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After feasting on one-goal wins last season, close isn't cutting it for Canucks

VANCOUVER — The Vancouver Canucks know close isn't going to cut it.

The club feasted on one-goal victories in its return to the playoffs last season, finishing with a 22-9 record in those games, good for second in the NHL.

Fast-forward to the 2015-16 campaign and Vancouver sits 8-8-6 overall just over a quarter of the way through the schedule, including a league-worst two wins and 12 losses in games decided by a single goal.

"We're close," Canucks head coach Willie Desjardins said after Tuesday's practice at Rogers Arena. "We've probably been close more than any other team in the league. The problem is close doesn't do it for you. You've got to find a way to get it done."

Part of the problem is that Vancouver has yet to figure out the new 3-on-3 overtime format, having gone 0-6 so far after a 6-3 mark last season when teams played 4-on-4. The Canucks were also 6-2 in shootouts a year ago, but have only played in one shootout (Oct. 12) this season.

"They really are tight games, but you've got to find a way to win them," said Vancouver goalie Ryan Miller. "You don't get to put them in your column as, 'Oh man, that was close.'

"We've identified things to be better at. Your record is pretty much what you deserve."

The Canucks rebounded from a disastrous 1-4-2 road trip with a 6-3 home victory over the Chicago Blackhawks on Saturday before coming out flat 24 hours later in a disappointing 3-2 loss to the New Jersey Devils.

"When you end up on the wrong side of those one-goal games you're missing something," said Vancouver forward Daniel Sedin. "Our attention to detail hasn't been good enough. If we can take that up one notch we will be fine."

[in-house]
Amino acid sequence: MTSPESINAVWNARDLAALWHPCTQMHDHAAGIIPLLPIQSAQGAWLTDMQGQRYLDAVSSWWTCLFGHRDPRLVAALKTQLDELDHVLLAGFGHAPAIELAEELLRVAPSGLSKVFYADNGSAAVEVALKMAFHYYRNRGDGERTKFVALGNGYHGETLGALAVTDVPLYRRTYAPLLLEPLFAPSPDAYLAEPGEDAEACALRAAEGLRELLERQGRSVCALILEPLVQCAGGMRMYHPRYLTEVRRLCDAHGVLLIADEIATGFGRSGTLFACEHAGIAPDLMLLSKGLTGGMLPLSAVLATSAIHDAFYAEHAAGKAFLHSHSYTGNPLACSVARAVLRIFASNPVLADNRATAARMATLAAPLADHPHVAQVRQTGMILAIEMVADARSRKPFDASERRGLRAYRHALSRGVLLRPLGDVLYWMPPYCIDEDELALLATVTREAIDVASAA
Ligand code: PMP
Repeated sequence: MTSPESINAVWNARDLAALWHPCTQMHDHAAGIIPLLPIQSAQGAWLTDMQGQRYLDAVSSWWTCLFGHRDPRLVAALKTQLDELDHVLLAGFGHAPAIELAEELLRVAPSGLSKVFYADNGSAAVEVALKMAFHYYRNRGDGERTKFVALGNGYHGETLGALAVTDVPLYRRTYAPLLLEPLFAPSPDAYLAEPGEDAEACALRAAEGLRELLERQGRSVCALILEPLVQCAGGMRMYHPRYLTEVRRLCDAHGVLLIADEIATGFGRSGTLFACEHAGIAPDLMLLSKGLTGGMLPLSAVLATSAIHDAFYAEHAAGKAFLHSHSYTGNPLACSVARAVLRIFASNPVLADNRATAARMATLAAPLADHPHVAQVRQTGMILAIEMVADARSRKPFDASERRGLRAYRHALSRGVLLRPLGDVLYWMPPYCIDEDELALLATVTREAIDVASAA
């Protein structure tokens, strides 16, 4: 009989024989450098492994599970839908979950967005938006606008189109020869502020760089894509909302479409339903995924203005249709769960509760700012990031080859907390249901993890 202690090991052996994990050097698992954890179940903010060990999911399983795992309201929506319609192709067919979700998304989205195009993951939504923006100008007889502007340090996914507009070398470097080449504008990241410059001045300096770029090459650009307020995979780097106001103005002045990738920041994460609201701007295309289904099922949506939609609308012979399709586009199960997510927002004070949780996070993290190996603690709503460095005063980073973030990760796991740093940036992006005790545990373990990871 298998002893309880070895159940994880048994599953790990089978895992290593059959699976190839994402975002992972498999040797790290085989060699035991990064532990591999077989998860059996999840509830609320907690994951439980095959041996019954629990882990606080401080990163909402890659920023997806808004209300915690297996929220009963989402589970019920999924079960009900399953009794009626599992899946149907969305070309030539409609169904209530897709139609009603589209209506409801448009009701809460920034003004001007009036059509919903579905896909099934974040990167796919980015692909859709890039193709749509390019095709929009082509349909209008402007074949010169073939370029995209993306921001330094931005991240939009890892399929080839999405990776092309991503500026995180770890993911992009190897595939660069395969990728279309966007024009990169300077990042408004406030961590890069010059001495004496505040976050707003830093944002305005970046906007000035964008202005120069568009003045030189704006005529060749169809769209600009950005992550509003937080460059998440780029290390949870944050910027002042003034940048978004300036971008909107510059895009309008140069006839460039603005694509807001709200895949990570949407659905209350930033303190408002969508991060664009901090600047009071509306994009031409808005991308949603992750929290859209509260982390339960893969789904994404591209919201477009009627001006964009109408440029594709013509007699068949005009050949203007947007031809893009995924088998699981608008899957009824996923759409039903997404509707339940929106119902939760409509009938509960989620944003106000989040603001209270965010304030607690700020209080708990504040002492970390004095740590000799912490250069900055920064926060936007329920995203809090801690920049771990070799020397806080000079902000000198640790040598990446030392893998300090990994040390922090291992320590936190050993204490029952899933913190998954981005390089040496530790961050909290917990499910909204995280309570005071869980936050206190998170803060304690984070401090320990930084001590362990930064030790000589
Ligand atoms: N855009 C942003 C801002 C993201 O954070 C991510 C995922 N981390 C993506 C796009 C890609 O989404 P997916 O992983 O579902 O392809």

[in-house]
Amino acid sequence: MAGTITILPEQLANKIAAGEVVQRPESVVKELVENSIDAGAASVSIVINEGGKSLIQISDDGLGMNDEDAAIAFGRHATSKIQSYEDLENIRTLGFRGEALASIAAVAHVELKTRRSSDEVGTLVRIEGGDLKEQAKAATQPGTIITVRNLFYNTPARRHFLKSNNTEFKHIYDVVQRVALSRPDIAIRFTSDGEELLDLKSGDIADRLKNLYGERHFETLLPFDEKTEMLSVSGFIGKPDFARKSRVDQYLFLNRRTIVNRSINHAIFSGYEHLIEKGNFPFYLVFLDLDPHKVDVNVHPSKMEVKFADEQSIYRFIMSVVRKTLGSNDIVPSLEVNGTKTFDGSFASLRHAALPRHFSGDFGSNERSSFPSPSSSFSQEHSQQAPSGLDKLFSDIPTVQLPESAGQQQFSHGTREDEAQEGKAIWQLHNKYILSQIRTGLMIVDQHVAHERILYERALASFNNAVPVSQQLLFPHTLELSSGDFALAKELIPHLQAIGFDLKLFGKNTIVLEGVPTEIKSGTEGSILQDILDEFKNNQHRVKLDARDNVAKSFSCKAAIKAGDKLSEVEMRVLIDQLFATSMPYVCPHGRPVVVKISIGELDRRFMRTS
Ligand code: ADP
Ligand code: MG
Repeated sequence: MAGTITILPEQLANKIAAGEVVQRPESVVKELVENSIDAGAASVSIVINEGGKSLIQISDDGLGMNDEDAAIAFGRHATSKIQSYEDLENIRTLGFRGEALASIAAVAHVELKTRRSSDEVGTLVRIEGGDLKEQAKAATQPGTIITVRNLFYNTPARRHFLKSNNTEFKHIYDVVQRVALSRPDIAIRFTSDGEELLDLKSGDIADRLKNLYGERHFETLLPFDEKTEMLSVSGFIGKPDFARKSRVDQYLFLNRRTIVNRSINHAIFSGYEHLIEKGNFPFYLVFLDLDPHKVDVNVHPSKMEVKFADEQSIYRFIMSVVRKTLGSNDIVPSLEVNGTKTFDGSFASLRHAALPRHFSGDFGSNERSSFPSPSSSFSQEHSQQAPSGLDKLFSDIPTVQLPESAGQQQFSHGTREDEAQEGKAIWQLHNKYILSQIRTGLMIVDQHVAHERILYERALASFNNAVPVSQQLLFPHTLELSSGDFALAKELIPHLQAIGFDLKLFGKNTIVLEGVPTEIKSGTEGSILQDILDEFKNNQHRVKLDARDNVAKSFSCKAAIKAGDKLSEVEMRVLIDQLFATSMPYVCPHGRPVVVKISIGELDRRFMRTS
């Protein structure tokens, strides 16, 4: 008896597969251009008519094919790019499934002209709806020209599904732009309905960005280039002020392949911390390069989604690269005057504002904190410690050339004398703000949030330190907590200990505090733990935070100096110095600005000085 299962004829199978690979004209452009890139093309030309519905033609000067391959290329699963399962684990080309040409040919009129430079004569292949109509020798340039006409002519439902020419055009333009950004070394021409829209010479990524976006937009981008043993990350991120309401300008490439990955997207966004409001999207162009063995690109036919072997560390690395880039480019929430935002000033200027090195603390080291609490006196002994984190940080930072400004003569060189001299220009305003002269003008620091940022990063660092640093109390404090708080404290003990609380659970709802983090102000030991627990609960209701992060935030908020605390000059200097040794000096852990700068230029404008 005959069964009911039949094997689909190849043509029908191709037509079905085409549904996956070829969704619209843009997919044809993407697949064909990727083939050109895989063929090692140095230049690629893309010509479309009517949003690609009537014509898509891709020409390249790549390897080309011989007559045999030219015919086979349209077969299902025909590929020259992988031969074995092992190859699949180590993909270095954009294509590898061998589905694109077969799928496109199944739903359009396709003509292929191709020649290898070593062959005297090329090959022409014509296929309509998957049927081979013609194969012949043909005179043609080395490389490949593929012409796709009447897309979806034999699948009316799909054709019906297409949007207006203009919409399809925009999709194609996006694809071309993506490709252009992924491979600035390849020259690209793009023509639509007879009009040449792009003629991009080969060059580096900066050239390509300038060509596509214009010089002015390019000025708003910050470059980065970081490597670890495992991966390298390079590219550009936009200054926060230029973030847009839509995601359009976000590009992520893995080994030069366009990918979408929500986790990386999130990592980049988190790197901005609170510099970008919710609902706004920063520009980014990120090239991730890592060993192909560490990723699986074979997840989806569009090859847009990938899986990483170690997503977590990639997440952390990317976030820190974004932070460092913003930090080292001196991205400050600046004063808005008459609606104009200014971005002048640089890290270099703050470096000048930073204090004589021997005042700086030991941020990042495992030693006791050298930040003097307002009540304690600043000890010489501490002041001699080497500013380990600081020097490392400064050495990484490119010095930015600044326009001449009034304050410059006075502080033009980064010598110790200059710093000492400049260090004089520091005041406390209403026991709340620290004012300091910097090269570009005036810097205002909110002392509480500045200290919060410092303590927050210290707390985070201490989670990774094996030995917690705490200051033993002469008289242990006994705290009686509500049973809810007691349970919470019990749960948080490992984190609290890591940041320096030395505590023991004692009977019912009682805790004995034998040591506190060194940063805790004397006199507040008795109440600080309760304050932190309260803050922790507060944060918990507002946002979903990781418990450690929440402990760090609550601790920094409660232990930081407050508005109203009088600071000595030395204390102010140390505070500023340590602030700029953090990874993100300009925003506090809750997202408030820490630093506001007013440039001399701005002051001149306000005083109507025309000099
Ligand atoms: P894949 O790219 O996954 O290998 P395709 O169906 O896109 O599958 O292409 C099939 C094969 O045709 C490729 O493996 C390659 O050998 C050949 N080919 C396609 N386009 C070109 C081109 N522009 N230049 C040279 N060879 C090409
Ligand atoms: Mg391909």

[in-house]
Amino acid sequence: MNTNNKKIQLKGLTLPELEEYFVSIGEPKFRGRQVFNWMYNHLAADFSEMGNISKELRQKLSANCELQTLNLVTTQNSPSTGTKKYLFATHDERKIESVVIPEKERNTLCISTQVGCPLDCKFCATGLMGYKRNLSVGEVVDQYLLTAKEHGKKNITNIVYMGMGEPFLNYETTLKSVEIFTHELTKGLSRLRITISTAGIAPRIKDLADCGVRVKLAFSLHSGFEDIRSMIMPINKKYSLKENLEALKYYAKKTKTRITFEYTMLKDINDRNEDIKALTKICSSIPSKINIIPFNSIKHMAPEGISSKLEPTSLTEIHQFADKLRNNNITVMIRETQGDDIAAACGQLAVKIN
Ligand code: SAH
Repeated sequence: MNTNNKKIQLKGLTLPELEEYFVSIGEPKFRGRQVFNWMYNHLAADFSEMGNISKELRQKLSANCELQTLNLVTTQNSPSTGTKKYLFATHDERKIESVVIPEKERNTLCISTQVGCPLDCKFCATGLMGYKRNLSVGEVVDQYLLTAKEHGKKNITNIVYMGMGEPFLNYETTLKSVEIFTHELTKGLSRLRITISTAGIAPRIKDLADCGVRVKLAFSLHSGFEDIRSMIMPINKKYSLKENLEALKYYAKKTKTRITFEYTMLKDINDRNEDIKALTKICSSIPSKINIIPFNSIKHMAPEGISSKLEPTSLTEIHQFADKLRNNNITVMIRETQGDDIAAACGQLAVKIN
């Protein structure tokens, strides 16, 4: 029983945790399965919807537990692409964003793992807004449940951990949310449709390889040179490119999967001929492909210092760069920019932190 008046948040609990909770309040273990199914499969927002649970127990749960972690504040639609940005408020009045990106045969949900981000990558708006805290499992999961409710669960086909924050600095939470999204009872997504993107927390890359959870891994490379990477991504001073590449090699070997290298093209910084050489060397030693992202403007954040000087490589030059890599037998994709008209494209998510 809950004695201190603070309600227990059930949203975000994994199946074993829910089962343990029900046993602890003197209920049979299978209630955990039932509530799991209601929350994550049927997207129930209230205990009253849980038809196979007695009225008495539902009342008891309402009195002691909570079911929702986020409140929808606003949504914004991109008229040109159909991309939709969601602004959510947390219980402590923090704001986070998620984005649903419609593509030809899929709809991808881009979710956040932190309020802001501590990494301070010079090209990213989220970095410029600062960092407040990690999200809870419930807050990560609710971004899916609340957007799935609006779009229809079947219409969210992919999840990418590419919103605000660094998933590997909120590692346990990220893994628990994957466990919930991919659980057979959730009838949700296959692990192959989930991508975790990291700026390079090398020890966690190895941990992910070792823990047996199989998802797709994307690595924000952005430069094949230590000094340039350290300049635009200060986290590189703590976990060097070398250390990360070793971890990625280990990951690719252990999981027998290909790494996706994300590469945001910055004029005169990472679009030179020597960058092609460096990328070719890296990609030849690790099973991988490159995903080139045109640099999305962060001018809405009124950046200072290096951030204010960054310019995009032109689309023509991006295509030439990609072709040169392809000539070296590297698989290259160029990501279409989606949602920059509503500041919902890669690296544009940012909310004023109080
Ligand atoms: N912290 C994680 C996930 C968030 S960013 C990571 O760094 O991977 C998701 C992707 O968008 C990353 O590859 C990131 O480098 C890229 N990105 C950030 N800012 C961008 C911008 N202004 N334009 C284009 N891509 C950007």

One concern is in the defensive zone, where the Canucks have allowed at least three goals against in 10 straight games, an alarming rate for a team that has only put up four at the other end six times this season.

"The league picks up as you go on," said Desjardins. "I don't know if we've picked up quite as much as we need to stay with it."

Vancouver's penalty-killing unit was second in the NHL in 2014-15, but sat 17th overall entering Tuesday night's play. It's one of many areas where Desjardins wants to see improvement, especially when the margin of error is so small.

"If every guy gets two per cent better we win those games," said Desjardins. "It's not a big jump, but it's a little jump for each guy."

Despite recording a single victory over their last six outings and just five overall since a 3-0-1 start to the season, the Canucks feel things are starting to come around. Now it's about getting results.

"I would be worried if I thought we had played our best," said Sedin. "I don't think we have. Our system hasn't been great, it's been better lately, but it can still be better. We can be a better team."

It doesn't get any easier in the short term for the Canucks, who start a tough four-game road trip Wednesday in Minnesota before visits to Dallas, Anaheim and Los Angeles.

"It's like playoff hockey for us," said Desjardins. "Our urgency level has to be higher and I think the guys know that. I do believe in the character of this group and I don't believe there's many nights that they haven't given everything they had."


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Joshua Clipperton, The Canadian Press

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